On the day Tadej Pogačar sent Primož Roglič sprawling to the canvas atop La Planche des Belles at the end of the 2020 Tour de France, he became his sport’s undisputed heavyweight champion. In almost every outing since, he has seemed to produce dizzying combinations that leave even the toughest of opponents feeling punch drunk. He has had close to an unblemished record in stage racing over the past two years, with eight overall victories from his last nine, and seemingly no real challenger in sight.
But now, just as Pogačar’s dominance was becoming monotonous, Jonas Vingegaard has emerged as the Frazier to his Ali. The Dane already performed the rare feat of laying a glove on Pogačar when he briefly distanced him atop Mont Ventoux en route to second overall on last year’s Tour, but that warning shot came long after a boxing referee would already have stopped the fight. An unbloodied Pogačar still reached Paris with a lead of more than five minutes over Vingegaard.
This time around, Vingegaard has successfully weathered Pogačar’s onslaught in the opening week of the Tour and then delivered a pivotal knockdown on the Col du Granon to take the yellow jersey off his shoulders. Since moving into the overall lead, Vingegaard dealt comfortably with Pogačar’s jabs on the Alpe d’Huez and the Col de la Croix Neuve, rounds that most judges would have scored in the Dane’s favour.
The overall standings tell their own story as the Tour enters its final week, with Vingegaard carrying a lead of 2:22 over Pogačar. Nobody, not even Pogačar himself, could argue that Vingegaard hasn’t been full value for that advantage. The time was all amassed in a dizzying 5km atop the Granon, but the damage was already done by his Jumbo-Visma team’s all-out assault over the Télégraphe and Galibier.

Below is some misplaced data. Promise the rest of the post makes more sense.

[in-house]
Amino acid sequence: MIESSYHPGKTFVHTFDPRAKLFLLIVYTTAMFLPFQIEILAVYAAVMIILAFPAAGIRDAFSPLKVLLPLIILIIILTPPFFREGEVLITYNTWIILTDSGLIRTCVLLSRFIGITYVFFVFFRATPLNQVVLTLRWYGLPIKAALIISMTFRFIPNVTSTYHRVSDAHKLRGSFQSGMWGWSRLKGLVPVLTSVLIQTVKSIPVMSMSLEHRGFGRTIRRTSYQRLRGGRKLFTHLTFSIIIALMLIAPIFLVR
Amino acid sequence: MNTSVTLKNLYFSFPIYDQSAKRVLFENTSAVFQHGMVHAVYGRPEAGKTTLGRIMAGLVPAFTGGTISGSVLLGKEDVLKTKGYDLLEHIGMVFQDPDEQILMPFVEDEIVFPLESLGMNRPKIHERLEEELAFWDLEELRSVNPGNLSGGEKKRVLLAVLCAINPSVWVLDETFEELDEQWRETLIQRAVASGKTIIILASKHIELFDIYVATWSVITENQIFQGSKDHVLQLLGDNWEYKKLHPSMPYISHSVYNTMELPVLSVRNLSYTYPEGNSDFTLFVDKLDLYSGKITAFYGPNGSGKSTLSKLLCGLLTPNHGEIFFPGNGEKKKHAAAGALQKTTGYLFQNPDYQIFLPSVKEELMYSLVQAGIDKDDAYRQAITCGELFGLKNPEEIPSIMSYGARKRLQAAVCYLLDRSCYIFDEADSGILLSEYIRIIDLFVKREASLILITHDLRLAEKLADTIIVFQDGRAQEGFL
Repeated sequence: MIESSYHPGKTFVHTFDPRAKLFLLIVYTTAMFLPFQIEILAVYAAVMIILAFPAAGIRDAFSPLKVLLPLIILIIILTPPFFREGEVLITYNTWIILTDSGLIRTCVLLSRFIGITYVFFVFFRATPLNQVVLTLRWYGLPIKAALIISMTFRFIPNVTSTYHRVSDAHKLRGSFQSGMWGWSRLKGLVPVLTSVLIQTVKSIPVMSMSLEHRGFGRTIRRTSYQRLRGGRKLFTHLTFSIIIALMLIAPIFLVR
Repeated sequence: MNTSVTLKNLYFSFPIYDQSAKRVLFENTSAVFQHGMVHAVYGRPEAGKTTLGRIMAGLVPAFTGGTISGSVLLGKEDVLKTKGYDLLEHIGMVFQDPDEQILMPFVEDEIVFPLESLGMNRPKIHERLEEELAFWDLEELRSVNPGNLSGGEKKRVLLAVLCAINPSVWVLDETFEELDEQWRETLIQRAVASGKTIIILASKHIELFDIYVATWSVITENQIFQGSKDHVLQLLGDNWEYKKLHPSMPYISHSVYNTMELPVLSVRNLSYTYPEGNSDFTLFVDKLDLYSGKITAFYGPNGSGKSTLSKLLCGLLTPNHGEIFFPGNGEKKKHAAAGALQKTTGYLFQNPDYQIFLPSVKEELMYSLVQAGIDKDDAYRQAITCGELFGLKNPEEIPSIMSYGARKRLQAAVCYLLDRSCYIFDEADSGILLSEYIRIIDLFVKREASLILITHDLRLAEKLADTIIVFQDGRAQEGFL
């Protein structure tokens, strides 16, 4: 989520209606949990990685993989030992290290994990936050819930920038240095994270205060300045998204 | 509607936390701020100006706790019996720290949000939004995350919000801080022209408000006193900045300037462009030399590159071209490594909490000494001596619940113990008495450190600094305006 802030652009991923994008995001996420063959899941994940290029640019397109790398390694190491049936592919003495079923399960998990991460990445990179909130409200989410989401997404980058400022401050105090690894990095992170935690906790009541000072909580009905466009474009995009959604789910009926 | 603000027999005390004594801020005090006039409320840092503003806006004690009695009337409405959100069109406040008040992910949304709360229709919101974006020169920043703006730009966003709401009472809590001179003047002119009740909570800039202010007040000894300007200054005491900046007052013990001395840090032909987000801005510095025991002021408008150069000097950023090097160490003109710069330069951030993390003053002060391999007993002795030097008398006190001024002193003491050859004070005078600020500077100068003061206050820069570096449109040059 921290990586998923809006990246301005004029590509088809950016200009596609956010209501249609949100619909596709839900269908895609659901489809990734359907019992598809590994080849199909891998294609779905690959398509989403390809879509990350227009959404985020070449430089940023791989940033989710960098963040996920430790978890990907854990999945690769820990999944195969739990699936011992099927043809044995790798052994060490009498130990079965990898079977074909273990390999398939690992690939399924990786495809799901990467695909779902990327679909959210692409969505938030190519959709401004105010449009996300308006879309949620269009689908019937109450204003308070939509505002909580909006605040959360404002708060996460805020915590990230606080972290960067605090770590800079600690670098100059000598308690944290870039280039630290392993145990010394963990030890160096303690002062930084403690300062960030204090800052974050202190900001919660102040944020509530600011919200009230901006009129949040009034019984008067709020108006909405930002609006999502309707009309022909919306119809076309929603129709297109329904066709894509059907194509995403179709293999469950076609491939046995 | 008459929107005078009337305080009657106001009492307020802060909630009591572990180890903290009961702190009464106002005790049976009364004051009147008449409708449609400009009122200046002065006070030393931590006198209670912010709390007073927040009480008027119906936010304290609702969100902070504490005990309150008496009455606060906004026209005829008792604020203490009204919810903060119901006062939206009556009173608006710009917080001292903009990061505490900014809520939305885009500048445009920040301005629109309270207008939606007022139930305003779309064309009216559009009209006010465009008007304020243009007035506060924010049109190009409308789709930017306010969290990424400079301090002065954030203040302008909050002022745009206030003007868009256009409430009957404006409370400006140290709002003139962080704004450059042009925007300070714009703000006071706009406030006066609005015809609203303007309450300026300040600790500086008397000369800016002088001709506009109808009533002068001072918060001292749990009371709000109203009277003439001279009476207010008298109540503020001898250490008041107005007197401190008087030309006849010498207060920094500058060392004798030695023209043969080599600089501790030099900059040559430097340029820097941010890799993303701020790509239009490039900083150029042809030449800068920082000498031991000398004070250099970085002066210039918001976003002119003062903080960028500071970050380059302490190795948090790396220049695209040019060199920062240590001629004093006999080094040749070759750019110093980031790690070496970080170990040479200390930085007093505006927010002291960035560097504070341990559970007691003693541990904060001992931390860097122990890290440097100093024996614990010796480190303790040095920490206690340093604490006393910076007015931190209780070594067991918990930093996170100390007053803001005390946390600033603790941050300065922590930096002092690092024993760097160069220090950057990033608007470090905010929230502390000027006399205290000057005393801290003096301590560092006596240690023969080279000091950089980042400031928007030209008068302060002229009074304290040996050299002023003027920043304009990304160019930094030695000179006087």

Vingegaard’s Jumbo-Visma guard initially looked equipped to marshal him all the way to Paris in yellow, but his defenses have been diminished considerably by the abandonment of Roglič and Steven Kruijswijk on Sunday. Jumbo-Visma, like Pogačar’s UAE Team Emirates, are now down to just six riders. Despite the gifts of Wout van Aert and Sepp Kuss, this Tour looks increasingly like a head-to-head contest between its two heaviest hitters. Or, as Pogačar’s manager Mauro Gianetti put it: “The race will be decided between the leaders in the big climbs.”
Before the Tour began, Pogačar would undoubtedly have accepted those terms of engagement. In 2020, after all, he was all but bereft of climbing teammates as he took on an imposing Jumbo-Visma squad, yet he still reached Paris in yellow. The problem this time, however, is that Pogačar no longer has the luxury of knowing for sure that he is the best rider here.
For the first time in his Tour career, it seems that Pogačar is being called upon to perform the rare alchemy of winning yellow in Paris without necessarily being the strongest rider in the race. Alberto Contador was the modern master of that endeavour, somehow bending races like the 2008 Giro, the 2012 Vuelta and the (later revoked) 2010 Tour to his will when it seemed as though he had met his match, but such instances are uncommon.
This is, by any measure, the biggest test of Pogačar’s career. As Cristiano Gatti argued on Tuttobici on Monday, failure to win this Tour would not suddenly “demote Pogačar to the category of ‘ordinary’ champions.” But winning from this situation would constitute the most remarkable feat of a career that has already routinely made the miraculous seem mundane.
The immovable mountains
In his press conference on Monday’s rest day in Carcassonne, Pogačar echoed the same pledge as he made after losing the yellow jersey on the Col du Granon. “I need to attack on every climb and try to make up time,” he said. The problem, of course, is that Vingegaard hasn’t been rattled by his attacks on this Tour. The burning question is whether that will change in the Pyrenees over the next three days.
The rest day certainly came at an opportune time for Vingegaard, who was a faller during Sunday’s stage to Carcassonne. He will have been glad of the chance to recover from his injuries – “I’m good, just some abrasions on my left arm” – and, above all, to regroup after the loss of Roglič and Kruijswijk.